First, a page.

How To Repair Computer Battery

Can You Use Any Charger With Any Cell Phone, Laptop, Camera, or Tablet? 

Every cell phone, notebook, and tablet appear to come with their own charger.  If you are like me, you’ve probably compiled a number of chargers over the years.  So the question becomes: is it safe to use a charger with your phone, notebook, camera, or tablet that is not the original manufacturer’s charger which came with the device?

Kinds of Chargers

In this guide, we will concentrate on three types of chargers: laptop chargers, micro USB chargers (these are used with phones, tablet computers, and cameras), and Apple Lightning Connectors.  While some devices have chargers with a slightly different head or charging cable, these are the most frequent.

Laptop chargers are fairly unique to the device they include.  However, there may be some generic chargers that boast the capability to be interchanged between notebooks.  This always requires changing of the charger”head” and may not be the best charging amperage or voltage for your device.

Micro USBs are designed to be interchangeable, and are standard in most smartphones, Android apparatus, and tablets.  Micro USB chargers typically have the same voltage, but may draw various amps.  I’ll explain this further later and how to know if the charger is safe to use (based on its listed amps and voltage).

For older devices using a 30-pin charge interface, a connector can be used to control the Lightning Connector.

For a charger to be used on a different device, it’s essential that the plug  of the charger (the”head”) fit snugly to the charging port of the device.  Micro USBs are the same across the board so far as charging heads, whilst laptop chargers are often specific to both make and model.  However, the plug fitting firmly is just one part of the equation.

Somewhere on the power brick of the charger you will find a label with the charger’s voltage (V) and amperage (A).  For other types of chargers, like a smartphone charger, this information is usually located at the bottom of the charger, in which it would meet up with the wall.  For the device you are trying to control, the voltage and amperage required will be seen on the battery that came with the device or on the manufacturer’s website.

Voltage is how much power the charger will draw in the device, or just how much is being”pushed” into the apparatus by the charger.  A phone will usually pull up to around 5V, while a laptop can pull up to 25V.  A charger must equal the voltage needed by the device.  This is important: drawing too high a voltage could short out the device and possibly even begin a fire, while too low a voltage will fail to charge the battery.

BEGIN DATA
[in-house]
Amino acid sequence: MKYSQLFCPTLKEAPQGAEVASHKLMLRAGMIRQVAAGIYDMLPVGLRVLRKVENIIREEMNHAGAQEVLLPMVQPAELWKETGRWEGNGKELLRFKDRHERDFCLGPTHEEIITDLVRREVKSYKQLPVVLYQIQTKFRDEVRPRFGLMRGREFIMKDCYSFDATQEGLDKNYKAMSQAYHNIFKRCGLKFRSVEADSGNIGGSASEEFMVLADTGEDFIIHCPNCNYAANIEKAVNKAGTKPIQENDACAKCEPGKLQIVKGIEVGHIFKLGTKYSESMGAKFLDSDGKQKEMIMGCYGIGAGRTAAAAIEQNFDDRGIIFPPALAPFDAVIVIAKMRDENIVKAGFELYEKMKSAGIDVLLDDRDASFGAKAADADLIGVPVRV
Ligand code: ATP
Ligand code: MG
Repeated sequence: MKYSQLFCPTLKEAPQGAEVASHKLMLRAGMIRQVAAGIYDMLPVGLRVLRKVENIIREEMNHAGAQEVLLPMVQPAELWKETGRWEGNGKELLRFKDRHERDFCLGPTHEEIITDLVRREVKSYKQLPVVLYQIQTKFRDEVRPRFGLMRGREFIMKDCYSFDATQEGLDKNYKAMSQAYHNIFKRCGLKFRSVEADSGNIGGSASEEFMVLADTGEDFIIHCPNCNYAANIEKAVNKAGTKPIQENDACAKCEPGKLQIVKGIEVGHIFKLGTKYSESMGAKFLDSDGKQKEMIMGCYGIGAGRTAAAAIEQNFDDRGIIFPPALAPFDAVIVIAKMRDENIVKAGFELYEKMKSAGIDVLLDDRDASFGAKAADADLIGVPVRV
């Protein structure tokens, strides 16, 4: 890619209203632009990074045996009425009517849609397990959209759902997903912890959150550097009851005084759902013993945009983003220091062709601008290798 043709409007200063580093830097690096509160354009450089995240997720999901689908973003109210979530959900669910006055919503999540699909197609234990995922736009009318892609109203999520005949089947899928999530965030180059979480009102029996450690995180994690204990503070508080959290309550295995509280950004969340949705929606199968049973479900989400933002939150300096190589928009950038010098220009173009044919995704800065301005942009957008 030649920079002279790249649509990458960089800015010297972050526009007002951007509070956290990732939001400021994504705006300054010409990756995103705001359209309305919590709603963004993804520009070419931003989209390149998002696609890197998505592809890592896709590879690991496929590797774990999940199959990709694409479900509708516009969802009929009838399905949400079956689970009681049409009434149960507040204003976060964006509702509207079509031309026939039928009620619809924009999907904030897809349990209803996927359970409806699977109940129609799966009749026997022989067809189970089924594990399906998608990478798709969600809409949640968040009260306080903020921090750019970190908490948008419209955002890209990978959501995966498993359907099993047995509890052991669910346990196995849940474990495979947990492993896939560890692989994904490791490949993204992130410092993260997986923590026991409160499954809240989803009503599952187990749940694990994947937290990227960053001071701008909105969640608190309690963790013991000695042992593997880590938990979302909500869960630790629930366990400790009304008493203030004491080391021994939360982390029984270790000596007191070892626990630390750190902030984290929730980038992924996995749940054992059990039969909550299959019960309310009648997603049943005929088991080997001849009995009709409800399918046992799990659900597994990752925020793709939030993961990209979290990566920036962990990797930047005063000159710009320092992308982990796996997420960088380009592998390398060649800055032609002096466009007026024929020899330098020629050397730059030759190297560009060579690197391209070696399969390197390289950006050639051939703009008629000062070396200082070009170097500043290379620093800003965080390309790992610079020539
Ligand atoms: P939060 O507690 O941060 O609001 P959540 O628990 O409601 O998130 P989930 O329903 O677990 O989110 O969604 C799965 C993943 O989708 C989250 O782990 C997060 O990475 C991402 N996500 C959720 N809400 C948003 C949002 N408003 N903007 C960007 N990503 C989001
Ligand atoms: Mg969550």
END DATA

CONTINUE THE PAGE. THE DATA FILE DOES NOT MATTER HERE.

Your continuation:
Amperage is how fast power is”pulled” into the device, or how much power is used by the device.  The amount of volts will never change, but the amount of amps that the system pulls may change based on how hard the unit is working.  The number that you find on the battery that came with your device will be the maximum amount of amps which can be pulled from the device.  The number found on the charger is how many amps can be pulled simultaneously. If a unit is paired with a charger which can’t support the amp necessity, it may burn out the power supply and kill the apparatus.

So if you have a modern USB device (smart phone, tablet, or camera) you can plug into a high-amperage USB port and enjoy quicker charging (as long as the voltage is equal).  *Site Note: if you have an older device, it might not work with USB interfaces that employ the new Battery Charging Specification.

If The Micro USB  Charger’s Voltage Isn’t 5v…

Some devices might have their voltage listed with a plus/minus on it like this: 5v +- 5%.  If this is the case, you may use a charger rated at 4.75 to 5.25v because that rating is telling you is that the device can take 5v minus 5 percent of 5v = 4.75 volts  OR  5v and 5% of 5v = 5.25 volts. 

An interesting thing to note is all chargers provide a higher voltage than the batteries that they charge.  That is pretty much how they work.  There needs to be a voltage differential to produce the necessary current flow in the correct direction to charge the battery.  If you look at your vehicle, it has a 12V battery, but average alternators provide 13.8 to 14.4V charging voltage to the battery.

The issue with knockoffs, particularly cheap knockoffs, is that they frequently don’t support the power requirements of the apparatus, or are not built to maintain a steady flow securely.  Overall, it’s best to stay with the charger made for the device you’re using.

Now You Understand How to Safely & Effectively Swap Chargers

I hope this article was able to assist you.  Now you know how to safely and efficiently use a charger that did not come with your smart phone, notebook, camera, tabletcomputer, or other device.  Be sure to follow exactly what we said and you should be ready to go!